Another point that Graeber examines is the relative compensation of people with useful and useless jobs. Generally, jobs with undeniable social value, like nurses and teachers are paid less, while jobs that have questionable or even negative social values such as “creative vice presidents” and corporate lobbyists are highly compensated. This is evidently due to a socially accepted flaw in our thinking. Graeber explains this tendency by a culture of work that useful employment is supposed to be its own reward, while useless employment requires incentives, but again a more economic explanation may be useful.

The moral of the story (Jarndyce and Jarndyce in Bleak House, Charles Dickens, 1852) is that when a profit-seeking enterprise is in the business of distributing a very large sum of money, the most profitable thing for it to do is to be as inefficient as possible

Photo by Austin Distel on Unsplash

On how the phenomenon of bullshit jobs can be prevented, Graeber hesitates to suggest a policy solution as he fears that, “it has been my experience that if an author is critical of existing social arrangements, reviewers will often respond by effectively asking “so what are you proposing to do about it, then?”, search the text until they find something that looks like a policy suggestion, and then act as if that is what the book is basically about(italics mine)”. Yet he suggests Universal Basic Income as a possible solution, i.e.; providing every person with a regular sum of money, unconditionally, sufficient to cover the necessities of life. UBI is now a consistently recurring theme in economics but the debate is still on. But whatever the means, it is high time to change our attitude towards work. We spend enormous amounts of time doing things we do not want to do, and, what is worse, things which often do not need to be done. What fuels this is a kind of masochistic work ethic, defining our worth by our ability to do things that we do not want to do. This ethic has so pervaded our culture that we take it for granted that everything from identity to self-respect depend on our jobs.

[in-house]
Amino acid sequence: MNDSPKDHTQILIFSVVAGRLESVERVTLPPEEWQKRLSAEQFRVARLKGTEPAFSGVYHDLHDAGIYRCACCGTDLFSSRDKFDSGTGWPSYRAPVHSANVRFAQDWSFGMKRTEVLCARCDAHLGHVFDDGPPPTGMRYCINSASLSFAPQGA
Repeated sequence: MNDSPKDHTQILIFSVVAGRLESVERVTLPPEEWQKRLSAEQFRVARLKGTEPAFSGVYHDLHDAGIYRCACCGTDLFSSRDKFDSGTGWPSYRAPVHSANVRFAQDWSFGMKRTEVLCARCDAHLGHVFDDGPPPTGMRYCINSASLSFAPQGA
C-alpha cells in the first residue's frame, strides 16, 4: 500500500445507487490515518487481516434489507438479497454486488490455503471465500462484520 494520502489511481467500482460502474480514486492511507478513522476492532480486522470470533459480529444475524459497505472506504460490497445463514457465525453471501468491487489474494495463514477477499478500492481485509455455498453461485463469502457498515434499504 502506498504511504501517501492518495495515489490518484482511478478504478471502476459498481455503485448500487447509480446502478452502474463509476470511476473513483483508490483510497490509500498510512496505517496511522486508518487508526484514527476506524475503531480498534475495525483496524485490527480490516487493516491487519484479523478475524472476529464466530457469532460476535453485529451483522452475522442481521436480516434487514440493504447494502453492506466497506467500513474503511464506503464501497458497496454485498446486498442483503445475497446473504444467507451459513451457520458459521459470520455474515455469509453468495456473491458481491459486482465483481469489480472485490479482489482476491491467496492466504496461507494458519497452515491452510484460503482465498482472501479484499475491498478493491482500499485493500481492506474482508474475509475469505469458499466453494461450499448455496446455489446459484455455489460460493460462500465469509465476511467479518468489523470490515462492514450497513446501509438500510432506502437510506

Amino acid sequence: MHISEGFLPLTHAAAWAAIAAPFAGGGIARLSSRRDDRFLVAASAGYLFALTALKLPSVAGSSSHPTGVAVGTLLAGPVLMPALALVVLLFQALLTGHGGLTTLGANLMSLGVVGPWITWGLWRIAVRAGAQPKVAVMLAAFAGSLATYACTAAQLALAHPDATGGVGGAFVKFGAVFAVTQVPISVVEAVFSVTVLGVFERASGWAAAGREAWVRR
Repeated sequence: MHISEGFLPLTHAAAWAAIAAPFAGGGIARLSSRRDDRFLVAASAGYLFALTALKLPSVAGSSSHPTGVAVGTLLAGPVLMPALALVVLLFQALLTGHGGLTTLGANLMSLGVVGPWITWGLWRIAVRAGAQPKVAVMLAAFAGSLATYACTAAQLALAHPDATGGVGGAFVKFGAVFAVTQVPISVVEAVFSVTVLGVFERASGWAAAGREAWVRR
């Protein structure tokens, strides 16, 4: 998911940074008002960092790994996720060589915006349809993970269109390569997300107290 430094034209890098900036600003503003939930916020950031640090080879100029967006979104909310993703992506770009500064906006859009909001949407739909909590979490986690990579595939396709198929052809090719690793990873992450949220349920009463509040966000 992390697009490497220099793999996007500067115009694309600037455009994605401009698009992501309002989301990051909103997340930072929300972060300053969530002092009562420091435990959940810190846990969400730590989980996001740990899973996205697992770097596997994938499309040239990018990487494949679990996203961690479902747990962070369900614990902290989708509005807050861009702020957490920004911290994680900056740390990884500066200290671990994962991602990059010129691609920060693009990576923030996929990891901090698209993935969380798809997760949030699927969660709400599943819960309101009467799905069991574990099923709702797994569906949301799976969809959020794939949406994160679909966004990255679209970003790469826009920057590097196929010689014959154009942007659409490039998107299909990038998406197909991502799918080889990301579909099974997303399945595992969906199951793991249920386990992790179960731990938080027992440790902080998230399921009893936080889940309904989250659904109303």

Bullshit Jobs: A Theory by David Graeber, is an enlightening, amusing, and clever, yet serious look into the modern workplace using an amalgamation of historical, political, economic, religious, and empirical data to validate his arguments. Framed mostly for the urban and educated middle classes, in this world of ever increasing corporate lawyers and tax litigators, Bullshit Jobs is a must read!



Paul Joshi

Web developer, learning enthusiast and digital artist.